Social Security—An Overview

SOCIAL SECURITY IS THE MOST SIGNIFICANT public program for retirement security in the United States. Ninety percent of Americans who are 65 and older receive benefits from the program, which provides an average of nearly 40 percent of their income.

In 2016, the program provided benefits to more than 60 million retirees, survivors of deceased workers, disabled workers, and dependents. Social Security currently receives more in payroll taxes and interest income than it pays out in benefits, but as more Americans retire and continue to live longer, this is projected to change. While not imminently facing insolvency, Social Security does face long-term financial viability challenges unless changes are made.

Social Security is designed to be a pay-as-you-go system: Current benefits are supported by payroll taxes from current workers, who later retire and then collect benefits from tomorrow’s workers. Payroll taxes today comprise about 85 percent of Social Security’s income, with the remainder coming from taxes on Social Security benefits and investment earnings on its trust funds. Demographic shifts of Americans living longer and having smaller families will translate into a ratio of fewer workers supporting each beneficiary over the next several decades, which is challenging Social Security’s long-term sustainability.

When the program began, the payroll tax rate rose over time, and Social Security’s trust fund had been used mainly as a buffer against short-term fluctuations in income and expenses. In 1983, Congress adopted changes to maintain a level tax rate beginning in 1990, and the trust fund was expected to grow in order to pay off higher costs later. Initially, the goal was to keep the system solvent through 2058, but higher costs have led Social Security’s trustees to estimate the trust funds will be depleted in 2034, according to the latest trustees report. After that, existing payroll taxes will support 79 percent of benefits. Several proposals have been made to alter Social Security’s financing.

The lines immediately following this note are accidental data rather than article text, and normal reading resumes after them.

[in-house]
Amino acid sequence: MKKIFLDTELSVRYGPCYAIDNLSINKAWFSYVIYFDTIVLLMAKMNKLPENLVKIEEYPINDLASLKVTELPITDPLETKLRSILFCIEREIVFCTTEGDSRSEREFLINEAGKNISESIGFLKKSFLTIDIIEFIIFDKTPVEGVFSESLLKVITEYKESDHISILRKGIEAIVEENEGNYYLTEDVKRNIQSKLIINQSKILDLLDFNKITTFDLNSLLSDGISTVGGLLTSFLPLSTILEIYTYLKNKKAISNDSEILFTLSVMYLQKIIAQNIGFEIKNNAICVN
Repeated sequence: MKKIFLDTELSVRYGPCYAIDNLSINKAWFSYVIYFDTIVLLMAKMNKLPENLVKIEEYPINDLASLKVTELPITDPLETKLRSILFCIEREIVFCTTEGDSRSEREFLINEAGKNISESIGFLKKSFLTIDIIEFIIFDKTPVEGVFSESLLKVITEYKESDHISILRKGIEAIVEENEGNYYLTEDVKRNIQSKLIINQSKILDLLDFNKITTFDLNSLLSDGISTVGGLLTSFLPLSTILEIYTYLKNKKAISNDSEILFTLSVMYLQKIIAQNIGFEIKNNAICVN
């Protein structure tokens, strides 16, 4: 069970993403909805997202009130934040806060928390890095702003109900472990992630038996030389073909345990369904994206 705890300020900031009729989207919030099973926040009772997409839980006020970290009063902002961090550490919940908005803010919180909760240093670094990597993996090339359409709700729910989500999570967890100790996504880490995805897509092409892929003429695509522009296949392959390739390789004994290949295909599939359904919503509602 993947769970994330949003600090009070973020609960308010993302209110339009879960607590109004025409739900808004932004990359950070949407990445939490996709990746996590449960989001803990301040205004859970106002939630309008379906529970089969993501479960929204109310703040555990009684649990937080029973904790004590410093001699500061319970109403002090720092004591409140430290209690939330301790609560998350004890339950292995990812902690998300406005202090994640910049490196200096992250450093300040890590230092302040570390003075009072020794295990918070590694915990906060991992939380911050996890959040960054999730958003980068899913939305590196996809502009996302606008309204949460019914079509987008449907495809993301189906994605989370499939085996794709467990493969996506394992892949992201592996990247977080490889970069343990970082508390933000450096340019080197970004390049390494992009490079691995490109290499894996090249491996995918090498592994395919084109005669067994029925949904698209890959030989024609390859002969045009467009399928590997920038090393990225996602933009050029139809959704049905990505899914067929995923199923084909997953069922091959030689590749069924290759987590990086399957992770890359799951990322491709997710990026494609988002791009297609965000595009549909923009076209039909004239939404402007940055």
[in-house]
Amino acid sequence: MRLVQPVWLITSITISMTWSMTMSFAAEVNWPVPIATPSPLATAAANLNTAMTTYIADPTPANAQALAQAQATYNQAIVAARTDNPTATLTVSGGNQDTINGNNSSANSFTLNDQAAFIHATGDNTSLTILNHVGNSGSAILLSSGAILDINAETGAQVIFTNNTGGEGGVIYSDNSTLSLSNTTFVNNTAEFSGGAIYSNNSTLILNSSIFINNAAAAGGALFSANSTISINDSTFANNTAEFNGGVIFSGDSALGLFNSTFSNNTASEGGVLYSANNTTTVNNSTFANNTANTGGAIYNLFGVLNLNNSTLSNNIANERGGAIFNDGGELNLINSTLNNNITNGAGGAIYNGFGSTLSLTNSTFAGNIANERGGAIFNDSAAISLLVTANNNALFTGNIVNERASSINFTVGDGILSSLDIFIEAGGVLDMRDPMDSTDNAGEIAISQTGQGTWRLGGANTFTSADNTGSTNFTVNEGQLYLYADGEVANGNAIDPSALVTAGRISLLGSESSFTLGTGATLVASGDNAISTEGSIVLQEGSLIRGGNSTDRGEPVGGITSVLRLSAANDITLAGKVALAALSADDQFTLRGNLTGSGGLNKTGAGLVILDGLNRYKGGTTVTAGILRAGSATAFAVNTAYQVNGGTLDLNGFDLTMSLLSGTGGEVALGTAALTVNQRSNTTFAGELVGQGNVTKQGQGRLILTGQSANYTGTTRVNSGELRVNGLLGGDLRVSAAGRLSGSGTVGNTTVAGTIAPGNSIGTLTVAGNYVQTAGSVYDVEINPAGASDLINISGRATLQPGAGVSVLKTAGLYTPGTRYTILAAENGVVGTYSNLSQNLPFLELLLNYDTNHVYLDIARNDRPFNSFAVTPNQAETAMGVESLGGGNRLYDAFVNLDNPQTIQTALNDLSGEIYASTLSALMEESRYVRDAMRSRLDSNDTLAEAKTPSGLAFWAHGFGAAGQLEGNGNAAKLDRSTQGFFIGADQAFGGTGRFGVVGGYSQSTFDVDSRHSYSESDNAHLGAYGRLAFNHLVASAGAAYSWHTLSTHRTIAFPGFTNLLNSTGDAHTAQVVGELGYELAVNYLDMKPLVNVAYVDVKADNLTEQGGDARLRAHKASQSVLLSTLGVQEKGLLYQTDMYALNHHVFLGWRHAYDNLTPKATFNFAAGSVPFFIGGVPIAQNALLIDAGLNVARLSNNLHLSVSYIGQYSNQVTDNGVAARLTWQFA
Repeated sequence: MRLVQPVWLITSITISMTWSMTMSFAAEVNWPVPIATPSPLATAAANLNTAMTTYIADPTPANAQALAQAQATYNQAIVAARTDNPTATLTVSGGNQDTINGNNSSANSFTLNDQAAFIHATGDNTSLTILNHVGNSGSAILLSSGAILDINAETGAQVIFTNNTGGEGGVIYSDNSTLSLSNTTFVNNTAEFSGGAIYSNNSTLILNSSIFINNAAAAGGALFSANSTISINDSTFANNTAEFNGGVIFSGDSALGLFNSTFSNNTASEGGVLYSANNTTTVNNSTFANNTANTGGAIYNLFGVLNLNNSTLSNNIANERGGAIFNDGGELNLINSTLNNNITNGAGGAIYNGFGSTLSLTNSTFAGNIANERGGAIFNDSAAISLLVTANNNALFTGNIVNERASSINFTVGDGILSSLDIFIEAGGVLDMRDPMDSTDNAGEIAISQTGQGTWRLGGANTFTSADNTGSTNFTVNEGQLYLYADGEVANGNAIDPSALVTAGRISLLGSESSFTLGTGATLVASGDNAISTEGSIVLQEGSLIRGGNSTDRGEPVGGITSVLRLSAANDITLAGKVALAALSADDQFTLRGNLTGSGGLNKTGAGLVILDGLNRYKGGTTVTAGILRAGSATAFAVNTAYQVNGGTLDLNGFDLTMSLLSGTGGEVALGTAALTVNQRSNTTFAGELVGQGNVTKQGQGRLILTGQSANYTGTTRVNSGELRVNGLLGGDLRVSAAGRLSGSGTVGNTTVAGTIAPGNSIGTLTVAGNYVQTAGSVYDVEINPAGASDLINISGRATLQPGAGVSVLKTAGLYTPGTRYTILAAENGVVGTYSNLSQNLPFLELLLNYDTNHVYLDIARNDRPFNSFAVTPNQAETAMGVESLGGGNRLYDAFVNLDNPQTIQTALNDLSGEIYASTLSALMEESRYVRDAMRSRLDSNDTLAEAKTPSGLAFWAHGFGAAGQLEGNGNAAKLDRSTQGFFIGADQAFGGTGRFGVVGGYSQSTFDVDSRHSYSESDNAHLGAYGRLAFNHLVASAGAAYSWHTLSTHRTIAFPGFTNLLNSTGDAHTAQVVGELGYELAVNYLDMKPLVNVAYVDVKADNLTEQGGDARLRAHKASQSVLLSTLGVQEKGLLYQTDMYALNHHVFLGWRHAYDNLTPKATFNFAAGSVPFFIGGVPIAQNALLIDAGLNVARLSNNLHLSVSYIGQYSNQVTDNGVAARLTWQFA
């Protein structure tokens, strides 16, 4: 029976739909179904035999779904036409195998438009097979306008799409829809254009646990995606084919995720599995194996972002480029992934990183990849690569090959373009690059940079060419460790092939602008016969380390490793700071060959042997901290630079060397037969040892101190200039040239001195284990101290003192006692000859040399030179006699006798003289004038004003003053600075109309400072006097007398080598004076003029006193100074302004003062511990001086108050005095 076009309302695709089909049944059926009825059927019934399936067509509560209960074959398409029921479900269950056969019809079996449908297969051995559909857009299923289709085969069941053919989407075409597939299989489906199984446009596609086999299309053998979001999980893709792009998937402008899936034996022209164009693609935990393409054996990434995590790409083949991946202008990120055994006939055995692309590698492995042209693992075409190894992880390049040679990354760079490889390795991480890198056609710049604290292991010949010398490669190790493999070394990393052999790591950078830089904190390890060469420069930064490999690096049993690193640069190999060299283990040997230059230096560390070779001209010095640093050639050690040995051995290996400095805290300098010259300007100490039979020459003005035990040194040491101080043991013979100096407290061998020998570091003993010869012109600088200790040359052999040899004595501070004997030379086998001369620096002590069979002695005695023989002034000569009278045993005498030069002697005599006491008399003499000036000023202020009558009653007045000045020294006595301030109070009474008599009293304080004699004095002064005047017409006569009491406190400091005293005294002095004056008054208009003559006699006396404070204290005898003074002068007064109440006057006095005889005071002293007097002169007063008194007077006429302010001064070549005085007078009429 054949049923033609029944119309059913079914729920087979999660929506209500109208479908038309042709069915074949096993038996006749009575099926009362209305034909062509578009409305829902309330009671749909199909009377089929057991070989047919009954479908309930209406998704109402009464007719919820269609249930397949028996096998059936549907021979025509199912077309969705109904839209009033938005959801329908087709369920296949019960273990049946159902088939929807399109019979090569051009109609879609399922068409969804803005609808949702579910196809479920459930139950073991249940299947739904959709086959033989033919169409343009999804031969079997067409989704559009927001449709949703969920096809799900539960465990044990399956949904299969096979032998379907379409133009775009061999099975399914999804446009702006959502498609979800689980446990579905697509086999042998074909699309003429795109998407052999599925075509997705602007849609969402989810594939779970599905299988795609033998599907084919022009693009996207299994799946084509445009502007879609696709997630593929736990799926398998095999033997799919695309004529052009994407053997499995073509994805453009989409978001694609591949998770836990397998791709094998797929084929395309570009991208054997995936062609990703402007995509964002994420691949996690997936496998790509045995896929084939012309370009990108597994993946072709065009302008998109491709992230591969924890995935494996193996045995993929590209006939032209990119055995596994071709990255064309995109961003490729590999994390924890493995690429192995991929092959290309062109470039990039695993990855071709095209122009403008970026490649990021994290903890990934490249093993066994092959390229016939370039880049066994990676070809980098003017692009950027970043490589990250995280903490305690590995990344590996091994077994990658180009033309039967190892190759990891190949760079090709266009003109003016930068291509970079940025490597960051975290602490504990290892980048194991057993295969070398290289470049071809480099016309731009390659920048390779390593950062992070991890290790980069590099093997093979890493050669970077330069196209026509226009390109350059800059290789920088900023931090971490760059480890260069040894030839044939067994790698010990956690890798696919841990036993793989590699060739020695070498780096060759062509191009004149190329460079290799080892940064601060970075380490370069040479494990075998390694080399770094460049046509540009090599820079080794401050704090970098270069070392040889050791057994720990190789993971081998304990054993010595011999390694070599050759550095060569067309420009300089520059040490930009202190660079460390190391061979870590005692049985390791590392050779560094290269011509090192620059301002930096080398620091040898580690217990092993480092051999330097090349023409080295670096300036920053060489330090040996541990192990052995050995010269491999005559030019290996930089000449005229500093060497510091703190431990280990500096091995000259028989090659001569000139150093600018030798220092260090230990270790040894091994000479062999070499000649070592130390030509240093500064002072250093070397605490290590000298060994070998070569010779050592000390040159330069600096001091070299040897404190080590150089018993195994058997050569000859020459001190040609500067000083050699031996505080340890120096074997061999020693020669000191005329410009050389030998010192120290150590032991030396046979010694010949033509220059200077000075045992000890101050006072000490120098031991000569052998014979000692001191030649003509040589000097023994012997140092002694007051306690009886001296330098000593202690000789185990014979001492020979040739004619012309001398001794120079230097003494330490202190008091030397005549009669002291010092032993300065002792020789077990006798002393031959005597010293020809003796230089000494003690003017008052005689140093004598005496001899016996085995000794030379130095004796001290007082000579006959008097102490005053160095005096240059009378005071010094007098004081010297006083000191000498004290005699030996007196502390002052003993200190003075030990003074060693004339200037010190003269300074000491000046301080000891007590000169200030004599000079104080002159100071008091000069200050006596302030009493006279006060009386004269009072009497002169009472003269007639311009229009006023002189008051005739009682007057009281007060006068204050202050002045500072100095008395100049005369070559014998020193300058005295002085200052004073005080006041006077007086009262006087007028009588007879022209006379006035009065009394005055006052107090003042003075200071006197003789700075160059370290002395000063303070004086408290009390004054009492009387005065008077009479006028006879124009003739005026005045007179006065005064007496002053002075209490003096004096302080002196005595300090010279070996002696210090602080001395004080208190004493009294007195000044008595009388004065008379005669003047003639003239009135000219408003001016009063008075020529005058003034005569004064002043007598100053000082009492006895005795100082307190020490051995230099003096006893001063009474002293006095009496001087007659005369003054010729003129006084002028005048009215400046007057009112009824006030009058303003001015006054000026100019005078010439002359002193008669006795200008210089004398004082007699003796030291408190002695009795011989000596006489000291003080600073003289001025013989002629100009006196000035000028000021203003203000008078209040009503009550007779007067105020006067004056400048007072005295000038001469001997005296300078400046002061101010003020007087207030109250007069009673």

The combined OASDI trust fund, which most analysts focus on, totaled $2.8 trillion in 2015 and is expected to increase to $2.89 trillion in 2019. It then faces large annual withdrawals until depleted in 2034, when only 79 percent of the promised benefits can be paid unless changes are made.

This does not mean that Social Security is “going broke.” Smaller adjustments adopted soon could help avoid more drastic options required later to maintain the program’s fiscal integrity. Yet, Social Security has not received the focus during the presidential campaign that its importance warrants thus far, especially in light of the need to act in the near term to address Social Security’s long-term financial sustainability.

Read the other Social Security Election Guides:

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Options to provide adequate long-term financing for Social Security involve revenue increases, benefit cuts, or some combination of the two. Here are some questions to consider as the 2016 election unfolds.

  • How would raising Social Security’s retirement age address the program’s challenges? READ MORE...
  • Should benefits be lowered or raised, and how would that change affect Social Security’s solvency? READ MORE...
  • Will changes to Social Security disproportionately affect women? READ MORE...
  • Should payroll taxes be raised or should limits on paying payroll taxes be raised or eliminated? READ MORE...


















Program’s Costs Estimated to Exceed Income Around 2020
Social Security is supported by two trust funds – the Old-Age and Survivors Insurance (OASI) and Disability Insurance (DI) funds. The DI trust fund faced depletion in 2016 but, in late 2015, Congress changed the funding formula for the disability insurance program. The DI trust fund is not projected to be exhausted until 2023. The OASI trust fund that pays benefits to retirees and their dependents is projected to run out of surplus assets in 2035.